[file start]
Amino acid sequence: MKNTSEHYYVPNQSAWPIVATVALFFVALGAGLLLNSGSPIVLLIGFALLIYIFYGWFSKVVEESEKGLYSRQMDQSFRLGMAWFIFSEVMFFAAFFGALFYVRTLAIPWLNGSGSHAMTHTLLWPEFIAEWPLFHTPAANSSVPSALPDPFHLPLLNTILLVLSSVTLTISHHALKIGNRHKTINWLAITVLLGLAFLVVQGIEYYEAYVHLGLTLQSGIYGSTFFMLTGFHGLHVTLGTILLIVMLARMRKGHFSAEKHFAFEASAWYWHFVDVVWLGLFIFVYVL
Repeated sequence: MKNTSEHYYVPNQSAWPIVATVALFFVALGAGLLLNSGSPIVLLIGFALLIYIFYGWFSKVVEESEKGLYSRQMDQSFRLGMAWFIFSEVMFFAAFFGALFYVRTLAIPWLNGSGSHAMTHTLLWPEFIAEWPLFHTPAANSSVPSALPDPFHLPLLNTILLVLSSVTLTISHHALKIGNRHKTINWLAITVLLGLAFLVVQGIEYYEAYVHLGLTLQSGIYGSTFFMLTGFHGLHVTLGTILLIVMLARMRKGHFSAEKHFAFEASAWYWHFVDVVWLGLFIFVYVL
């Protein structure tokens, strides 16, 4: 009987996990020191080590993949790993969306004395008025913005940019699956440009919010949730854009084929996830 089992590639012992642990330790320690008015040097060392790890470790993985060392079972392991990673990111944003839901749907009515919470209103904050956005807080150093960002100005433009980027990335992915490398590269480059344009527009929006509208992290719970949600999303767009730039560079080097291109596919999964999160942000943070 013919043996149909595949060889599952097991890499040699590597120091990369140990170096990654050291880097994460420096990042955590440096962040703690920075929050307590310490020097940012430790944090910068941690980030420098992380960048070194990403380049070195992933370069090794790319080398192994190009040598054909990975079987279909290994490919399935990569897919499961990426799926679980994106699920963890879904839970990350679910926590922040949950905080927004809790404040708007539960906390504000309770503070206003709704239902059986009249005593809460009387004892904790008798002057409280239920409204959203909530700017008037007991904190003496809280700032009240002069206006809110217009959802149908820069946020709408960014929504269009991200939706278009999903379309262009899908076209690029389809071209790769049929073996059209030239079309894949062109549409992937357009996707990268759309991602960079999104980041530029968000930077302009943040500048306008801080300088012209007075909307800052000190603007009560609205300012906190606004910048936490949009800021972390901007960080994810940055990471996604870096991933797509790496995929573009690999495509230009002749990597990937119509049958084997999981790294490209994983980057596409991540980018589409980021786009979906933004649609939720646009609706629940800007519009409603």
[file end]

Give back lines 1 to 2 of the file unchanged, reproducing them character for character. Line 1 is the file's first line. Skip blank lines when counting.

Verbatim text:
Amino acid sequence: MKNTSEHYYVPNQSAWPIVATVALFFVALGAGLLLNSGSPIVLLIGFALLIYIFYGWFSKVVEESEKGLYSRQMDQSFRLGMAWFIFSEVMFFAAFFGALFYVRTLAIPWLNGSGSHAMTHTLLWPEFIAEWPLFHTPAANSSVPSALPDPFHLPLLNTILLVLSSVTLTISHHALKIGNRHKTINWLAITVLLGLAFLVVQGIEYYEAYVHLGLTLQSGIYGSTFFMLTGFHGLHVTLGTILLIVMLARMRKGHFSAEKHFAFEASAWYWHFVDVVWLGLFIFVYVL
Repeated sequence: MKNTSEHYYVPNQSAWPIVATVALFFVALGAGLLLNSGSPIVLLIGFALLIYIFYGWFSKVVEESEKGLYSRQMDQSFRLGMAWFIFSEVMFFAAFFGALFYVRTLAIPWLNGSGSHAMTHTLLWPEFIAEWPLFHTPAANSSVPSALPDPFHLPLLNTILLVLSSVTLTISHHALKIGNRHKTINWLAITVLLGLAFLVVQGIEYYEAYVHLGLTLQSGIYGSTFFMLTGFHGLHVTLGTILLIVMLARMRKGHFSAEKHFAFEASAWYWHFVDVVWLGLFIFVYVL